Trump’s secret deals (or no deals)

No one seems to know what sort of deals Donald trump may have made with North Korea or Russia.

Fox News: Lawmakers struggle to decode Trump’s ‘secret’ to deal with Russia, North Korea

It’s unclear if the Trump Administration has a “secret plan” to deal with Russia or North Korea. But whatever the circumstances, it’s still secret after Secretary of State Mike Pompeo appeared before the Senate Foreign Relations Committee about President Trump’s meeting with Russian leader Vladimir Putin and the status of North Korean denuclearization. Try as they may, senators weren’t able to exhume much information from Pompeo about what went down in Helsinki or the state of play with Pyongyang.

“I’m afraid that at this point, the United States, the Trump Administration is being taken for a ride,” said Sen. Ed Markey, D-Mass.

“Fear not, senator. Fear not,” advised Pompeo.

But there was “fear.” Senators wondered if the President agreed to something in secret with foreign leaders and if even Pompeo was cut out of the loop.

“It’s not for me to disclose the contents of those conversations,” said Pompeo when asked by Sen. Jeanne Shaheen, D-N.H., about what was said in Finland regarding Russia’s role in Syria.

“I’d prefer not to answer questions about the nature of our negotiations,” said Pompeo when Sen. Tim Kaine, D-Va., asked about North Korea.

Lawmakers of both parties struggle to make sense of what policies the Trump administration holds by the hour.

Trump created more confusion than normal after his meeting with Putin in Helsinki, changing a ‘would’ to ‘wouldn’t’ after widespread concern was expressed.

Pompeo create his own confusion:

“We focus on words from the President because our allies and our adversaries listen to those words and they calibrate their actions based upon those words,” observed Murphy.

Murphy asked whether the President’s statements constituted U.S. policy, specifically when Mr. Trump suggested the U.S. might not assist Montenegro, despite a NATO treaty which states otherwise.

“I think the President’s been unambiguously clear,” said Pompeo.

Yeah, all the time. He makes a thing of being clearly unclear. Or is that unclearly clear?

A moment later, Murphy suggested that “policies are statements and statements are policies.”

“No, that’s not true,” responded Pompeo. “I make lots of statements. They’re not U.S. policy. The President says things.”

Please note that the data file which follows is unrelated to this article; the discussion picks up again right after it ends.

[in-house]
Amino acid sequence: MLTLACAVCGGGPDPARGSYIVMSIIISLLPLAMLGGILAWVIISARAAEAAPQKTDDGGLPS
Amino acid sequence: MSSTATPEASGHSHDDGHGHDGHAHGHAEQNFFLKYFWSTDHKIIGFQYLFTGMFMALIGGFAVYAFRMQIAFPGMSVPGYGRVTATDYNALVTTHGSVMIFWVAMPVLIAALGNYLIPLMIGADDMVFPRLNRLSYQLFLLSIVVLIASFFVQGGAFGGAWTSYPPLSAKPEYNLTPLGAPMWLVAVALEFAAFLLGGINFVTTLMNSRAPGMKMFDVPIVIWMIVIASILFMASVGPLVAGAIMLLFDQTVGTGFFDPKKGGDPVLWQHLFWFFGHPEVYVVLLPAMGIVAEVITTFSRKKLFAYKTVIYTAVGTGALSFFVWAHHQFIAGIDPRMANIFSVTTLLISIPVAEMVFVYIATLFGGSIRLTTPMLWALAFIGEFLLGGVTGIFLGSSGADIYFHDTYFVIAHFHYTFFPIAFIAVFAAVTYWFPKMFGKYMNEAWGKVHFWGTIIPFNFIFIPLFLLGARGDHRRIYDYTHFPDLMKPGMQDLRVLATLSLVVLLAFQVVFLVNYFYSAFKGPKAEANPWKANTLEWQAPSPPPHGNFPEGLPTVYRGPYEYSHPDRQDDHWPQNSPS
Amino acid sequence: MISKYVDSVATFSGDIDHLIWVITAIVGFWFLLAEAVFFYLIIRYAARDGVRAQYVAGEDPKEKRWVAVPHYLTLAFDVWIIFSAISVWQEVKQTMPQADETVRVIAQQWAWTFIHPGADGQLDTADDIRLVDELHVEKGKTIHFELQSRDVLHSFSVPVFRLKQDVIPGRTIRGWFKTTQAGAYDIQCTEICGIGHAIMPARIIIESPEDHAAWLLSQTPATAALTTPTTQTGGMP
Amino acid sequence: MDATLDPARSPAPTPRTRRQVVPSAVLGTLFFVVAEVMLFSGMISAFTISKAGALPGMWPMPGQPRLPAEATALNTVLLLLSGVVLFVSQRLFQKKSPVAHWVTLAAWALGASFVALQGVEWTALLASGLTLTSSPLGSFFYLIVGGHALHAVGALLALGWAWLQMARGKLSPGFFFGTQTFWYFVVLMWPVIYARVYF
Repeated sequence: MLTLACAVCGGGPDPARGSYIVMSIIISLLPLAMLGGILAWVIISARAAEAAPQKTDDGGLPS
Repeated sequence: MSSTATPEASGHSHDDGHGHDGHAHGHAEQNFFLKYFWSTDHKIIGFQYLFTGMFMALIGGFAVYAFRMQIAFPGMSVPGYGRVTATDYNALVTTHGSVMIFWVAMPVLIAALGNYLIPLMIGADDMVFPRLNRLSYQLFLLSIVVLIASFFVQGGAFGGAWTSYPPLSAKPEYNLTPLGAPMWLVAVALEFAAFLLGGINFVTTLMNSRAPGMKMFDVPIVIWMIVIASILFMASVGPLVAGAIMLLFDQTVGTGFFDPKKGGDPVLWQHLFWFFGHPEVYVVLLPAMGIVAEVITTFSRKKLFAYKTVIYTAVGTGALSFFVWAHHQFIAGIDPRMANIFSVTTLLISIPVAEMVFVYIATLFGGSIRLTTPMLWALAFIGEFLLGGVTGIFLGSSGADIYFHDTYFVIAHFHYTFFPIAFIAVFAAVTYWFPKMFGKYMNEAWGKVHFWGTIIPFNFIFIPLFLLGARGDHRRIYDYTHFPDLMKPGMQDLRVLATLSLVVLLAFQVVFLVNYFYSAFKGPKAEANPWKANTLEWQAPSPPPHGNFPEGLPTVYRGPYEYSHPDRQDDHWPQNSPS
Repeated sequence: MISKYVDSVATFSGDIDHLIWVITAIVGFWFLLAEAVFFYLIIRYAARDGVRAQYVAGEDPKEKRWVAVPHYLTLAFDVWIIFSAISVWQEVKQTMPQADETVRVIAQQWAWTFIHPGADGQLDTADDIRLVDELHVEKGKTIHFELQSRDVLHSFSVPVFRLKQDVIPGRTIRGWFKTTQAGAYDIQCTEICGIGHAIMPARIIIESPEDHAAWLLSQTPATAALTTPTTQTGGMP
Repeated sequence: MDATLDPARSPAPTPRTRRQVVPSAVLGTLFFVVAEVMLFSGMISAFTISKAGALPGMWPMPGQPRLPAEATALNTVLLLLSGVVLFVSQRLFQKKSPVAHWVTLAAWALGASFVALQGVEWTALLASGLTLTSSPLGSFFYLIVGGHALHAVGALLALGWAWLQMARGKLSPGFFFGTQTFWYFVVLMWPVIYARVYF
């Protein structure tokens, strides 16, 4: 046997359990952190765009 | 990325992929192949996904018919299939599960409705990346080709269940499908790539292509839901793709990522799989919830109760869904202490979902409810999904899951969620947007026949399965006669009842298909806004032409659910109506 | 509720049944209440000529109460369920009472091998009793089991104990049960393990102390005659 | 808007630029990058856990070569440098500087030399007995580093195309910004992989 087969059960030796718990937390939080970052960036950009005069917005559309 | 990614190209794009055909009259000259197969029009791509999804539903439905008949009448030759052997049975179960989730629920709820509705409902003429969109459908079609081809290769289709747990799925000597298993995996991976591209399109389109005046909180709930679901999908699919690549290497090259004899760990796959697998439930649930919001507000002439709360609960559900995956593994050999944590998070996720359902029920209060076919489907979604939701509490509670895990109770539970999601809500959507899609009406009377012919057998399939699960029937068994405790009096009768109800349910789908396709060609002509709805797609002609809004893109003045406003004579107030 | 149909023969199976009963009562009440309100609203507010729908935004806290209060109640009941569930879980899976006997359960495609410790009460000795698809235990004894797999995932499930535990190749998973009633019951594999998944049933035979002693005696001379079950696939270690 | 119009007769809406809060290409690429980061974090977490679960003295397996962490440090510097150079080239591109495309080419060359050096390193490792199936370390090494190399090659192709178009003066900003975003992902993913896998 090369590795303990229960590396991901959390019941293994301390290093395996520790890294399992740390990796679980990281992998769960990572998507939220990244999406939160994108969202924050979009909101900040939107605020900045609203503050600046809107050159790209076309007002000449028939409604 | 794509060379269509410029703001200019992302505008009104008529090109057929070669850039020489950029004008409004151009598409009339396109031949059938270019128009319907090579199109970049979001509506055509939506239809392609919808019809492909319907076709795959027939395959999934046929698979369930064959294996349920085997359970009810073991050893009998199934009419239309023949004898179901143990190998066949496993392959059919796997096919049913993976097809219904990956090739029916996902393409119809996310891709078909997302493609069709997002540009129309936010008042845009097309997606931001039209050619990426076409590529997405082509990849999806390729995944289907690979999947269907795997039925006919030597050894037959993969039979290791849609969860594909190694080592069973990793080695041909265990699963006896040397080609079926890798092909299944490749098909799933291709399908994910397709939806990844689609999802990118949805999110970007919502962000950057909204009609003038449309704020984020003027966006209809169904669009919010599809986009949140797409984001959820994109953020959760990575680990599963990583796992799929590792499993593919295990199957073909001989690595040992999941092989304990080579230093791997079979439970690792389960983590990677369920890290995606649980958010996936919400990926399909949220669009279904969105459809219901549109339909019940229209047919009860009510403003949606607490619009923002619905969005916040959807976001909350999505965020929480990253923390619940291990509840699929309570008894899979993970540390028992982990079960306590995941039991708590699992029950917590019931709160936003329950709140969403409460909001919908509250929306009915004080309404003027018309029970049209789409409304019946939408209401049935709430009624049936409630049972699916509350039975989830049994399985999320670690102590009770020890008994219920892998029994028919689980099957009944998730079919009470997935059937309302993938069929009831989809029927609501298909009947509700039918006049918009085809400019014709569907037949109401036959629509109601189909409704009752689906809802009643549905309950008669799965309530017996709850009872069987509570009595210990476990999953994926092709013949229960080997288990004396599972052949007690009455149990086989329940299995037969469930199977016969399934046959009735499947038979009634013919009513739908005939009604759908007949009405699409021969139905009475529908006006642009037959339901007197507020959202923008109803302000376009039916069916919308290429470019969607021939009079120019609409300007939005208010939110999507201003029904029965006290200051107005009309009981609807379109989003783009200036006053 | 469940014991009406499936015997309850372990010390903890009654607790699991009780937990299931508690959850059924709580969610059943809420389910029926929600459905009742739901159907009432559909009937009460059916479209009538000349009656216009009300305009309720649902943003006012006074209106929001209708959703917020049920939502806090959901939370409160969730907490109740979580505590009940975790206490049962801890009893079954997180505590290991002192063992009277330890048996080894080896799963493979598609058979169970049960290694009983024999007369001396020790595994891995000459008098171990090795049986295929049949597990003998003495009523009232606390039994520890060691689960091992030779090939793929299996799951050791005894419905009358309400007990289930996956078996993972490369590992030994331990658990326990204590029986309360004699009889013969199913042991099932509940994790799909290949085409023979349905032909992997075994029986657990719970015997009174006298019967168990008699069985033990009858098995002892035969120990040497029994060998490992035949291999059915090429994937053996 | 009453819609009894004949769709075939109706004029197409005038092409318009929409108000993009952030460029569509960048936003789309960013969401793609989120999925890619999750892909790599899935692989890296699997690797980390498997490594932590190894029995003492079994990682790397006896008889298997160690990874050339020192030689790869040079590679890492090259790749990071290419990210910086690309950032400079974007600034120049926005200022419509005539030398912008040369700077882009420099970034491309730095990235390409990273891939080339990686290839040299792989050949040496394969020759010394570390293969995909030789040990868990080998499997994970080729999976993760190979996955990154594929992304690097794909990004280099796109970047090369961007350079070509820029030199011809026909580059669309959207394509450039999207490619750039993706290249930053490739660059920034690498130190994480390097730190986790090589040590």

“How do I know the difference between a presidential statement that is not a policy and statement that is?” asked Murphy.

But later in the hearing, Pompeo asked if he could “clean that up.”

“I misspoke there,” said Pompeo. “The President runs this government. His statements are in fact U.S. policy.”

It is becoming a secretive, misspoken presidency.

Senate Foreign Relations Committee Chairman Bob Corker, R-Tenn., waited until midway through the hearing to press Pompeo on this point. Corker told the Secretary that “much of what you are hearing today has nothing whatsoever to do with you.”

“It’s the President that causes people to have concerns,” said Corker.

“Why does he do those things? I mean, is there some strategy behind creating doubt in U.S. senator’s minds on both sides of the aisle? Doubt in the American people as to what his motivations are?” asked Corker.

That’s from a senior Republican politician.

Senators of both parties failed to pierce Pompeo’s armor and learn anything at all about Singapore or Helsinki.

That could be because Trump also keeps his deals secret from his Secretary of State. I hope he knows what his deals are.

A pork barrel Corker

If this is true it’s an extreme example of how dysfunctional and dominated by dollars that US politics has become.

Sen. John Cornyn of Texas, the majority whip, on Sunday said a provision that could personally enrich key Republican lawmakers was added to the final tax bill as part of an effort to “cobble together the votes we needed to get this bill passed.”

Cornyn was pressed about the provision on ABC’s “This Week,” after an International Business Times investigation showed that Sen. Bob Corker of Tennessee suddenly switched his vote to “yes” after GOP leaders added the provision, which could boost Corker’s real estate income.

A top Democratic senator, Chris Van Hollen of Maryland, responded to Cornyn’s explanation by saying the language put into the bill also “would be a windfall to Donald Trump.”

As IBT first reported, the provision potentially enriching Corker, Trump and a handful of other top Republican lawmakers, was not part of the House- or Senate-passed bill, but was added by GOP lawmakers to the final bill, which was publicly released on Friday afternoon.

Corker, who is not seeking re-election and is considered a crucial swing vote due to his criticism of President Trump, suddenly said he would support the final bill. He initially voted against the original bill in the Senate, which did not have the provision.